Measuring Birth Outcomes: Validating the Perinatal Outcome Index

Patricia McNiven, RM, BScN, Msc, PhD Karyn Kaufman, RM, BSN, MS, DrPH Murray Enkin, MD, FRCSC, FACOG, LLD, Dsc

We undertook a study to assess the reliability and validity of a new measure of low risk maternity care. A Perinatal Outcome Index (POI), which combines intrapartum process of care and clinical outcome items into a summary index score, was originally developed and evaluated in the Netherlands. It was designed to measure the extent to which a labour and birth are "optimal", that is, one with minimal intervention resulting in a healthy mother and a healthy baby. We modified the Dutch index to make it applicable to a Canadian setting. A panel of experts who were not connected with the study reviewed the modified version for applicability, feasibility of obtaining data easily, and content validity. Data were abstracted from the health records of 324 women in one hospital and two midwifery practices to obtain Perinatal Outcome Index scores and examine aspects of construct validity. We measured the inter-rater reliability of the research assistants who abstracted information. The panel achieved consensus on all items in the modified Perinatal Outcome Index to establish content (face) validity. Labour and birth data were readily obtained from health records with high inter-rater reliability (Kappa 0.78). In a linear regression model, birth at home, multiparity, and having a midwife or family physician as a care provider were significantly associated with higher scores (having a more optimal birth) and accounted for 37% of the score variance. The Perinatal Outcome Index has satisfied our expectations for content and construct validity. Research assistants found it easy to use and data items were readily available from women's health records. Inter-rater reliability was acceptable. We believe the modified index will be useful for comparative studies among women at low or average risk, and for quality assurance programs.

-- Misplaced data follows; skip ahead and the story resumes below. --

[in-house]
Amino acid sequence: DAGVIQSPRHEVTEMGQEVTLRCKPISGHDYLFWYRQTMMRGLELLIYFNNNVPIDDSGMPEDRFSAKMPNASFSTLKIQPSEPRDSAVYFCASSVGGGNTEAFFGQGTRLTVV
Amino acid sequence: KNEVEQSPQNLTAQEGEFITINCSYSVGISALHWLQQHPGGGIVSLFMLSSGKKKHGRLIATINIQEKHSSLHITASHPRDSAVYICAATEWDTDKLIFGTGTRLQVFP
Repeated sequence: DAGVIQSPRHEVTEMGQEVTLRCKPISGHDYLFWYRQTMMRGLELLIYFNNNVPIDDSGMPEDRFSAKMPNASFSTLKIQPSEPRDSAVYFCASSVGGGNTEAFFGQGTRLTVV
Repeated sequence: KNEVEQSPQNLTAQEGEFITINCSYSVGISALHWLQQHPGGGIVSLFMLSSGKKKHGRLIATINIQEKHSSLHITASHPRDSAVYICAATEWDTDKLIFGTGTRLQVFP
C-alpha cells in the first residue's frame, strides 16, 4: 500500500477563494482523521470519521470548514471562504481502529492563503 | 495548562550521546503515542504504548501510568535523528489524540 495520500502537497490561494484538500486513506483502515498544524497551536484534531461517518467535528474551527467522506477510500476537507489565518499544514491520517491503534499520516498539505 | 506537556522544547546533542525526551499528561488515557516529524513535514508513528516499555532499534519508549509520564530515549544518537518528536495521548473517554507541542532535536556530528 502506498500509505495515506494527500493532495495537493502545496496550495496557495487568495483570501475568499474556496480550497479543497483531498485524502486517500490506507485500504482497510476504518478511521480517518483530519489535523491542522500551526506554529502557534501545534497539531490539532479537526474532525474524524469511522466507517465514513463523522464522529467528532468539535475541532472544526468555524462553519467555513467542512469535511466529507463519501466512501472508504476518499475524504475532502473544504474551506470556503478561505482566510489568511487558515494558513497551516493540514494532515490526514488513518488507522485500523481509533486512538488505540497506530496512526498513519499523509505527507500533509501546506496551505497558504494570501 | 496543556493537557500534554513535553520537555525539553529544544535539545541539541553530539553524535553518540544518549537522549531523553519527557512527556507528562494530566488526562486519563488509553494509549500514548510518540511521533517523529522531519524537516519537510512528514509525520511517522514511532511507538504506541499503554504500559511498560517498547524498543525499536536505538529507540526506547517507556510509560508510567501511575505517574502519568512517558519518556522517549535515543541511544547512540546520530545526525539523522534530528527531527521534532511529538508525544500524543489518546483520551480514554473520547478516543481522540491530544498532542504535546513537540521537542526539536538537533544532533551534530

perinatal outcome, outcome measures, low risk obstetrics, midwifery evaluation


Download article